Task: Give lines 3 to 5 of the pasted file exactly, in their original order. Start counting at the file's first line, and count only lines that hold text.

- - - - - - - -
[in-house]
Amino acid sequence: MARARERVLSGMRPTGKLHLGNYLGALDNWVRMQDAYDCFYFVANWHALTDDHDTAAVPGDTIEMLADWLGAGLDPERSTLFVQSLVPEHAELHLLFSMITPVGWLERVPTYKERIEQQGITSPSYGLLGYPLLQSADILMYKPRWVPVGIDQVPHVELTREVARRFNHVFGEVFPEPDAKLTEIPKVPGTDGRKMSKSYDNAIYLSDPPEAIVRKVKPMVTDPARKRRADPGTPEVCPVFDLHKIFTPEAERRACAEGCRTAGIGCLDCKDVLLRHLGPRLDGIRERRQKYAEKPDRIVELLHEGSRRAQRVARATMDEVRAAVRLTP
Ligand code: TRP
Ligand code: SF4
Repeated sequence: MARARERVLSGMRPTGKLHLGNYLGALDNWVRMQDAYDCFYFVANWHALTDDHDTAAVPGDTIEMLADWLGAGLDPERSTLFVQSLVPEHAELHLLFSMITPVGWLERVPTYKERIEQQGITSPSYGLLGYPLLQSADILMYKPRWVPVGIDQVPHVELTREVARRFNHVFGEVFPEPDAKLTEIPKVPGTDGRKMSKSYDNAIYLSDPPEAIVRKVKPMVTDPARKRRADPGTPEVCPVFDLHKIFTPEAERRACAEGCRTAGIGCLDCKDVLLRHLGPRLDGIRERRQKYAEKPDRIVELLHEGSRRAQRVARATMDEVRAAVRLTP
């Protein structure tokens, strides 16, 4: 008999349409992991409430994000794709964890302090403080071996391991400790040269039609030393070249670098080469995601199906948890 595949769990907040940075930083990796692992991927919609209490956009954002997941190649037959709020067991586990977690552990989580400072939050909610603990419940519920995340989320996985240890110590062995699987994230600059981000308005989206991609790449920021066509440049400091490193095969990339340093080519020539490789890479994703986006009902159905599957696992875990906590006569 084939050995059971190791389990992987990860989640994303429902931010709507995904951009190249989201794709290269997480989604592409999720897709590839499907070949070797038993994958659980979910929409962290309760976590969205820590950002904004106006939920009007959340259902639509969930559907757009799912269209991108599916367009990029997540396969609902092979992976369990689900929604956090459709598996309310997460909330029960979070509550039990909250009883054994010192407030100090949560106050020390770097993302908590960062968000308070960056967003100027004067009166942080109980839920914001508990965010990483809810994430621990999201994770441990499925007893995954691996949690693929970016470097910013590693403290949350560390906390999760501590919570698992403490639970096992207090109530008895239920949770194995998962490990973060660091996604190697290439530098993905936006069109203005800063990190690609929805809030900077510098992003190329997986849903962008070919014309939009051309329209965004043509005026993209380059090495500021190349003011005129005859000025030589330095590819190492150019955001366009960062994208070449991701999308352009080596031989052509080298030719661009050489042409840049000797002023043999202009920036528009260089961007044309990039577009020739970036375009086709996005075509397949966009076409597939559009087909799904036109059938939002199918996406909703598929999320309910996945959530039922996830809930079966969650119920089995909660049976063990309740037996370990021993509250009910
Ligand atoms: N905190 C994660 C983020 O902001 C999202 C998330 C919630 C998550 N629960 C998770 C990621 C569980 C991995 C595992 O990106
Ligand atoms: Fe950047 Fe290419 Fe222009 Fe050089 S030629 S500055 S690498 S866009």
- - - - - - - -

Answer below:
Ligand code: TRP
Ligand code: SF4
Repeated sequence: MARARERVLSGMRPTGKLHLGNYLGALDNWVRMQDAYDCFYFVANWHALTDDHDTAAVPGDTIEMLADWLGAGLDPERSTLFVQSLVPEHAELHLLFSMITPVGWLERVPTYKERIEQQGITSPSYGLLGYPLLQSADILMYKPRWVPVGIDQVPHVELTREVARRFNHVFGEVFPEPDAKLTEIPKVPGTDGRKMSKSYDNAIYLSDPPEAIVRKVKPMVTDPARKRRADPGTPEVCPVFDLHKIFTPEAERRACAEGCRTAGIGCLDCKDVLLRHLGPRLDGIRERRQKYAEKPDRIVELLHEGSRRAQRVARATMDEVRAAVRLTP